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Costa Maya hotel owners request federal investigation into illegal accommodations

Costa Maya, Q.R. — Hotel owners in the southern region of the state have asked federal authorities to conduct an investigation into the illegal accommodations being offered.

Nicanor Piña Ugalde, President of the Bacalar Magical Towns Committee, says hotel owners from Bacalar, Chetumal and Mahahual have requested the Ministry of Tourism and the Ministry of Finance and Planning carry out an inspection of the accommodations being offered online.

He says they have found around 7,000 rooms being offered for rent to tourists on digital platforms like Airbnb. He says of those, only around 20 percent are operating legally with state permits.

He says the other 80 percent are operating without permits, which also means they are operating without Civil Protection consent which puts guests at risk.

“Unfortunately, we are not only talking about Airbnb but about many other platforms that are not regulated. There are even guest houses that are being offered through social networks.

“We are not against someone who has a house in Mahahual, Bacalar or Chetumal renting it out for the tourism sector through Facebook, for example. But if they do not comply with all the security guidelines, they represent a danger to guests,” he said adding that these types of accommodations often lack things such as emergency exits and fire extinguishers.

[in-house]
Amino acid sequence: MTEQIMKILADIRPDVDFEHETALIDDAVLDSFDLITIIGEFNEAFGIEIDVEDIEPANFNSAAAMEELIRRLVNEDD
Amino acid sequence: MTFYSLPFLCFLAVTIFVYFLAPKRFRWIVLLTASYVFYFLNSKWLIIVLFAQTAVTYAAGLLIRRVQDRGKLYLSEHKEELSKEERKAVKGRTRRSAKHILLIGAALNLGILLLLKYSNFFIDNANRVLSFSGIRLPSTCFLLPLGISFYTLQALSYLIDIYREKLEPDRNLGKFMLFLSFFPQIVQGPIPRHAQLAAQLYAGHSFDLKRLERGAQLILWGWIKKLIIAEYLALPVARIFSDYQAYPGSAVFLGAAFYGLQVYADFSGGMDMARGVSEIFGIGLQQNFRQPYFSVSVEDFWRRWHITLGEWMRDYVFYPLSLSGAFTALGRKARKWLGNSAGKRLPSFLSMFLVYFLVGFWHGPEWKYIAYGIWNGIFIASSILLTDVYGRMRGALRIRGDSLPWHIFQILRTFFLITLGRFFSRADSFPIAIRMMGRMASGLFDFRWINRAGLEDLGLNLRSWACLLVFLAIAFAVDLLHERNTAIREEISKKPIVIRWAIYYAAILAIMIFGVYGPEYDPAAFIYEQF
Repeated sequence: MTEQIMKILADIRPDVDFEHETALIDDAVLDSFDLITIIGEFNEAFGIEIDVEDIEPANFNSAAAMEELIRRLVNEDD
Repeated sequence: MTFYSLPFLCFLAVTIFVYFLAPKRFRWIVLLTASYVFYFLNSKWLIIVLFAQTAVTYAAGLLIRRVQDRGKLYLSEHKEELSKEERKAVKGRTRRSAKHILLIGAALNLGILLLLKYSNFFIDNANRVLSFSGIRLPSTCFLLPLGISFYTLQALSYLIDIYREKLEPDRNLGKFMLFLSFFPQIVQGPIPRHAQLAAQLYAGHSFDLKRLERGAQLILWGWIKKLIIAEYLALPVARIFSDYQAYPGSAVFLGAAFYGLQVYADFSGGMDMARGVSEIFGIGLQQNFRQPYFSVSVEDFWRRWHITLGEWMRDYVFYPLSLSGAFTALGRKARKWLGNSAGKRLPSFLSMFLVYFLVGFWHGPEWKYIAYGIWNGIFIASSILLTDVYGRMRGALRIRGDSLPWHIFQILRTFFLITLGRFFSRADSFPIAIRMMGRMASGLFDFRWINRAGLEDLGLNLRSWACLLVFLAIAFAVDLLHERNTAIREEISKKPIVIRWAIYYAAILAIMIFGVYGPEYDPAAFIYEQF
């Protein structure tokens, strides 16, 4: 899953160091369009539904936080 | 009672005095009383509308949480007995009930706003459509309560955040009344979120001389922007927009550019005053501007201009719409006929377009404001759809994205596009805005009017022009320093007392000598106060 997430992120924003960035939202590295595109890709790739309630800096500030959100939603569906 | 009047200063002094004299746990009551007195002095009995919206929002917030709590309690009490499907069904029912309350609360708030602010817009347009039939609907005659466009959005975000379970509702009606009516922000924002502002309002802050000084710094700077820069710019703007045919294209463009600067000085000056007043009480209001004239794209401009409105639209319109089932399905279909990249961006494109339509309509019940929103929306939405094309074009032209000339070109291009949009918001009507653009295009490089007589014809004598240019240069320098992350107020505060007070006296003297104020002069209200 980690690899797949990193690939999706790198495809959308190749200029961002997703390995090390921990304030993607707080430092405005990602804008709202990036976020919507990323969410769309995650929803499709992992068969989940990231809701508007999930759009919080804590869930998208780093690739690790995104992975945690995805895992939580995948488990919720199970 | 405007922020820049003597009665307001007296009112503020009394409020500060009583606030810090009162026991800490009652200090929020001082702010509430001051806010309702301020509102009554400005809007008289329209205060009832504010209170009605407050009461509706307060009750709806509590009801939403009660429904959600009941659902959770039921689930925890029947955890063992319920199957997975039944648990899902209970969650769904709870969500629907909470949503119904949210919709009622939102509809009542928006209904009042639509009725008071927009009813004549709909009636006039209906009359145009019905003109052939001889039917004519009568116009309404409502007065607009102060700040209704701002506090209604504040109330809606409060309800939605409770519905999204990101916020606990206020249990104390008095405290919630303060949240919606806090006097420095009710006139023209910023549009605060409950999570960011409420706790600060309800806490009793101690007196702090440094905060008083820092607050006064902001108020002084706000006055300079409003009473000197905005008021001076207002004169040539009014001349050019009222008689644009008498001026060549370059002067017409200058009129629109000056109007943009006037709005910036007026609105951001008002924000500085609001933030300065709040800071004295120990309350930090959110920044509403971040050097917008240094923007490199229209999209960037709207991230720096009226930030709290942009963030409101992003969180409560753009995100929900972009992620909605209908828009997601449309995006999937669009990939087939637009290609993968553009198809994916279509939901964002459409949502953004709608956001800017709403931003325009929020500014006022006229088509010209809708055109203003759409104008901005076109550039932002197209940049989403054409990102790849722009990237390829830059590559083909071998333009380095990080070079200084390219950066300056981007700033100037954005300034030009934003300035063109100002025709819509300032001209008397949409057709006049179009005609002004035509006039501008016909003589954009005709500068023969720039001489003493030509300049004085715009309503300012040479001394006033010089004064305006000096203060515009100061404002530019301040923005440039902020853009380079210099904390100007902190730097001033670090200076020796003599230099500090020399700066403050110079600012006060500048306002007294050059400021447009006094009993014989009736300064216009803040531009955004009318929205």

“It is not only about them not paying the Lodging Tax, but also these construction and operating permits, which guarantee that the establishments are working in order. For this reason, the owners offer really cheap rates, but if an accident happens where they do not even have insurance for their guests, it is the entire tourist destination that looks bad,” he explained.

Ugalde says they are not against people renting out their houses since guests who rent them are of a different targeted market than the hotels. He says the concern is that they do it legally.

Earlier this month, a large hotel that burned on the island of Cozumel was also operating without Civil Protection consent. A day after the fire that saw 575 hotel guests evacuated, Paul Quintero Mari, the director of Civil Protection Cozumel, confirmed that the hotel operated without Civil Protection consent.

He said the hotel was considered high risk after an inspection a few weeks before the fire revealed failures in water pressure for their hydrants.